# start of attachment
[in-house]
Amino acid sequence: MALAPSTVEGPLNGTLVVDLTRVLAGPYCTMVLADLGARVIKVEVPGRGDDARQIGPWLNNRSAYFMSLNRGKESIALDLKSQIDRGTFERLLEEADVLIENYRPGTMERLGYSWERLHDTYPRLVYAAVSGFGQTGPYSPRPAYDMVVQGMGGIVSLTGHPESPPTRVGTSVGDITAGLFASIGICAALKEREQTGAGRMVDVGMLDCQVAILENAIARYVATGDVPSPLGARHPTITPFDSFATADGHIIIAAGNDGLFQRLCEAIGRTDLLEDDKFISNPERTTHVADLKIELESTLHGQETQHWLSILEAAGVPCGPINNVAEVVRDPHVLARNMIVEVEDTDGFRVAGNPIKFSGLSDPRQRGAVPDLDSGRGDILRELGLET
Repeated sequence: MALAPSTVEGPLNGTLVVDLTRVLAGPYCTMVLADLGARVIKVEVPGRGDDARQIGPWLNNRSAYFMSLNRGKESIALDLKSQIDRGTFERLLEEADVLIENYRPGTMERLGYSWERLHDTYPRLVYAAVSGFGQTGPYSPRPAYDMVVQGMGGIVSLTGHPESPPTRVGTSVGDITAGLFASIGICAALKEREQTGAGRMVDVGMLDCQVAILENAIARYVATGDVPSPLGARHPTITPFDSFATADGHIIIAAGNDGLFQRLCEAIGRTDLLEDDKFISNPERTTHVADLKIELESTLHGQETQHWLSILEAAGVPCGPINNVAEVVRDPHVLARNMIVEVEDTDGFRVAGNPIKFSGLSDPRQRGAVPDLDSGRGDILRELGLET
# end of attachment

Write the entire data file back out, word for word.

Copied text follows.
[in-house]
Amino acid sequence: MALAPSTVEGPLNGTLVVDLTRVLAGPYCTMVLADLGARVIKVEVPGRGDDARQIGPWLNNRSAYFMSLNRGKESIALDLKSQIDRGTFERLLEEADVLIENYRPGTMERLGYSWERLHDTYPRLVYAAVSGFGQTGPYSPRPAYDMVVQGMGGIVSLTGHPESPPTRVGTSVGDITAGLFASIGICAALKEREQTGAGRMVDVGMLDCQVAILENAIARYVATGDVPSPLGARHPTITPFDSFATADGHIIIAAGNDGLFQRLCEAIGRTDLLEDDKFISNPERTTHVADLKIELESTLHGQETQHWLSILEAAGVPCGPINNVAEVVRDPHVLARNMIVEVEDTDGFRVAGNPIKFSGLSDPRQRGAVPDLDSGRGDILRELGLET
Repeated sequence: MALAPSTVEGPLNGTLVVDLTRVLAGPYCTMVLADLGARVIKVEVPGRGDDARQIGPWLNNRSAYFMSLNRGKESIALDLKSQIDRGTFERLLEEADVLIENYRPGTMERLGYSWERLHDTYPRLVYAAVSGFGQTGPYSPRPAYDMVVQGMGGIVSLTGHPESPPTRVGTSVGDITAGLFASIGICAALKEREQTGAGRMVDVGMLDCQVAILENAIARYVATGDVPSPLGARHPTITPFDSFATADGHIIIAAGNDGLFQRLCEAIGRTDLLEDDKFISNPERTTHVADLKIELESTLHGQETQHWLSILEAAGVPCGPINNVAEVVRDPHVLARNMIVEVEDTDGFRVAGNPIKFSGLSDPRQRGAVPDLDSGRGDILRELGLET